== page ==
In this section, we will delve into the world of the ‘Red Bulletin’ – a magazine specifically designed for an active and driven audience who aim to be a part of this vast community. Not only is this magazine available online, but it is also distributed monthly with England’s ‘The Independent’ newspaper. The ‘Red Bulletin’ showcases various sports events and projects organized by Red Bull, providing insight into their stories and announcing competition winners.

Red Bull is known for its emphasis on brand management and goes beyond just sponsoring sports events; they take complete ownership of the event, giving them control over how their brand is associated with the sport (Russell, 2009). The Red Bulletin, their magazine, doesn’t use celebrities as brand ambassadors but rather focuses on featuring stories of competition winners in a dedicated section called ‘Heroes’. These are regular people who have achieved success through hard work, just like anyone else.

Using “real” people instead of celebrities is more realistic and persuasive. It causes consumers to identify more with the brand, resulting in a higher level of involvement. Red Bull’s marketing strategy revolves around selling an experience and a lifestyle by incorporating different local cultures. This encourages individuals to be seen as a Red Bull “Hero” (Redbulletin, 2008) (Solomon, et al., 2006, p. 351). In 2008, introduced a new technological development called Red Bulletin Print 2.0.

When the magazine is placed in front of a web camera connected to the internet, additional information related to the article will be displayed on top of the magazine. To experience this, only a web camera, web browser, and Red Bulletin Magazine are required. The incorporation of this technology encourages consumers to engage with the brand, providing them with an overall captivating experience (Red Bulletin, 2009). Red Bull maintains an active forum on social media platforms such as Facebook and Twitter, where various events, online/offline competitions, and games are organized for brand enthusiasts.

Facebook organized an event called the Red Bull Stash, which involved hiding the Red Bull Energy Shot product in different places nationwide for people to discover. Fans of Red Bull were instructed to visit Facebook and input their postal code to receive hints about nearby secret locations. The brand urged fans to share their adventures, upload pictures and videos of their experience, and mention the names of those who successfully completed the competition along with their completion time. The ultimate reward was a trip to New York City to attend Red Bull’s renowned b-boy contest (Facebook, 2009).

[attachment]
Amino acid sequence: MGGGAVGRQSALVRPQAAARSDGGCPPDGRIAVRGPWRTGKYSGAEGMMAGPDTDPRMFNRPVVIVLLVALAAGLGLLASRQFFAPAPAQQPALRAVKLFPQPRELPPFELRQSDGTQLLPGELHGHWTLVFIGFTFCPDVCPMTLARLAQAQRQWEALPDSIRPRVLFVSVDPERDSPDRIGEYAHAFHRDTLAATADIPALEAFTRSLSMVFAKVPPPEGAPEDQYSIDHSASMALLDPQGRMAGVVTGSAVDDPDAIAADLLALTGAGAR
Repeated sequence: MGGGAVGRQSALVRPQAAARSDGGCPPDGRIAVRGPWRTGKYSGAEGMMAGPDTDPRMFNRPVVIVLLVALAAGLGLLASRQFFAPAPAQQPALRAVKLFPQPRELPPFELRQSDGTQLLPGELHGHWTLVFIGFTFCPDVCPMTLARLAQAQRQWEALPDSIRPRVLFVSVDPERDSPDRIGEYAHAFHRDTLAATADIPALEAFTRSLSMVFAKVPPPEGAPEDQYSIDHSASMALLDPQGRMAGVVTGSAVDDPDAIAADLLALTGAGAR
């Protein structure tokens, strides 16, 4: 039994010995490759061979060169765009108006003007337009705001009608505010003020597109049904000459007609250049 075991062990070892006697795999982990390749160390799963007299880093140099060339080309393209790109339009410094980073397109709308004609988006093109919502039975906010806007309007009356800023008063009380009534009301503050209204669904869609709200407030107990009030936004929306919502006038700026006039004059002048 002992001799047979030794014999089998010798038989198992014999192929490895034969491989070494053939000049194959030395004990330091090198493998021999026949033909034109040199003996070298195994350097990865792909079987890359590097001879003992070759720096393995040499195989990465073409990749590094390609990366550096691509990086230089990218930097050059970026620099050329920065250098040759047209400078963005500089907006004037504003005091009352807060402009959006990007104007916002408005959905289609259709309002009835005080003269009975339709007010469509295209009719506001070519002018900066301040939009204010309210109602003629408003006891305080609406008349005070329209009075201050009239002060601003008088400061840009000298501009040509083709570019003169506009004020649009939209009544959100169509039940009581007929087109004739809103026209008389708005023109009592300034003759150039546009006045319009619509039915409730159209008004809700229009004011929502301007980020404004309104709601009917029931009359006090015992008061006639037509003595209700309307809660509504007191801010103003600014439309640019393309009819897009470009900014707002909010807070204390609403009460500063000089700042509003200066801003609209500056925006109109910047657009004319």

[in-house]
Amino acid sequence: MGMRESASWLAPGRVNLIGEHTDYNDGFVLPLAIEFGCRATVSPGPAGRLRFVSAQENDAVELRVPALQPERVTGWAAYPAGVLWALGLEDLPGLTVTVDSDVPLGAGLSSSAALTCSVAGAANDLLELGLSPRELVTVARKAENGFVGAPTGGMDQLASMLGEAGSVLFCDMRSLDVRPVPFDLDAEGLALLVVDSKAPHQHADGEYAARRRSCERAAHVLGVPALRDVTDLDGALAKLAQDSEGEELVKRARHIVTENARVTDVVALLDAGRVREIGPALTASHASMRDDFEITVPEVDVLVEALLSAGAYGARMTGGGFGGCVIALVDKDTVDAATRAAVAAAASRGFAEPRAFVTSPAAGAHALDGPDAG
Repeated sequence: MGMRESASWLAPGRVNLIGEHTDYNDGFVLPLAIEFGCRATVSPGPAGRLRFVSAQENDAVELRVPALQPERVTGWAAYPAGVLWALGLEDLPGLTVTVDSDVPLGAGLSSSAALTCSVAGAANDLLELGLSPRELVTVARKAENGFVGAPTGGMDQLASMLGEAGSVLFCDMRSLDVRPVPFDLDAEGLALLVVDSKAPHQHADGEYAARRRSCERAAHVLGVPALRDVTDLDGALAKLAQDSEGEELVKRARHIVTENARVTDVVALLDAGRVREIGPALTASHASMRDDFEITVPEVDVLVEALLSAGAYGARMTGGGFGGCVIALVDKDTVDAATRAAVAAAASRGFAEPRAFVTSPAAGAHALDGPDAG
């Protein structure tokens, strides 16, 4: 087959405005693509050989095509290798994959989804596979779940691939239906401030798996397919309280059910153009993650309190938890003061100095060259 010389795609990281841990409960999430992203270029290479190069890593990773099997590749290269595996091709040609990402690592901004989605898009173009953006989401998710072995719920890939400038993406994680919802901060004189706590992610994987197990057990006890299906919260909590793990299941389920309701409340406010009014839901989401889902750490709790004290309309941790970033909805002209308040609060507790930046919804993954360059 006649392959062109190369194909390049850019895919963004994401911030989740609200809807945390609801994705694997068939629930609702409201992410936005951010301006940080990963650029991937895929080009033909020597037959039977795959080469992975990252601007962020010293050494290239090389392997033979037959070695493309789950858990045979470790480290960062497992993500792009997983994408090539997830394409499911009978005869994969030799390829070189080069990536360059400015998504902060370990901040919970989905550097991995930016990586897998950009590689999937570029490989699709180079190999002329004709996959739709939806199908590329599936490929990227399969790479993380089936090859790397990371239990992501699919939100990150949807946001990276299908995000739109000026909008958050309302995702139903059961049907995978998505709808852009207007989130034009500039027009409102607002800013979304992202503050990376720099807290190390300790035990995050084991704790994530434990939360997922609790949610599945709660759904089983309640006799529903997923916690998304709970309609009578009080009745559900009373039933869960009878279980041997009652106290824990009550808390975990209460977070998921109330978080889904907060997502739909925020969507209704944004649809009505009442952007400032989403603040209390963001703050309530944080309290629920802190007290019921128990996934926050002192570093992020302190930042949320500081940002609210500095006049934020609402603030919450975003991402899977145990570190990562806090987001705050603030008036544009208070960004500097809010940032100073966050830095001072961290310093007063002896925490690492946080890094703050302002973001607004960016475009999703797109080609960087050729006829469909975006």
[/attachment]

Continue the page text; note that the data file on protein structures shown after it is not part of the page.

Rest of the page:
Red Bull has a strong presence in the F1 Racing community. They have their own team and also sponsor young drivers through the Red Bull Junior Team. By recruiting David Coulthard, a former McLaren driver, as their team leader, they aim to create a positive image of their brand among F1 race fans and followers of Coulthard. This strategy is value-expressive as F1 Racing is a popular global sports event that attracts a large audience who idolize its drivers. When consumers hear about Red Bull’s involvement in F1 Racing, they start associating themselves with the characteristics of an F1 racer and aspire to be like them by purchasing Red Bull products (F1complete, Solomon et al., p. 351) (Red Bull Racing, 2006).

Red Bull’s success can be attributed to its strategic marketing approach and its ability to position itself as the leading energy drink. The brand has created a strong image associated with an adrenaline rush, which resonates positively with consumers. In every sporting sector it enters, Red Bull ensures it maintains total control and ownership, from obtaining the Formula 1 team to organizing extreme sports like Air Races, Music Events, and Rock Climbing, among others.

The company has successfully maintained an unconventional, edgy, and enthusiastic brand image. Although it should consider targeting the older age group, the current strategy has been financially successful. However, the company owes its overall success to the Generation Y consumer category. Additionally, the advertising campaign, featuring the catchy slogan “Red Bull gives you wings,” has effectively contributed to the brand’s witty image.

The company has become proficient in the buzz marketing strategy, recognizing the importance of engagement to generate excitement, which has always been a goal (Kumar. Linguri). In the last ten years, numerous energy drinks have emerged aiming to challenge Red Bull’s dominant market position. Consequently, the company responded by implementing an even more assertive marketing campaign in specific areas.

According to Red Bull (2009), the company asserts that it provides diverse health advantages such as enhancing performance, concentration, speed, and metabolism stimulation. It can be inferred that the company’s marketing efforts have effectively positioned it as the most prosperous energy drink in the market. This accomplishment can be credited to the company’s clever marketing tactics and consumers’ favorable perception of its brand image.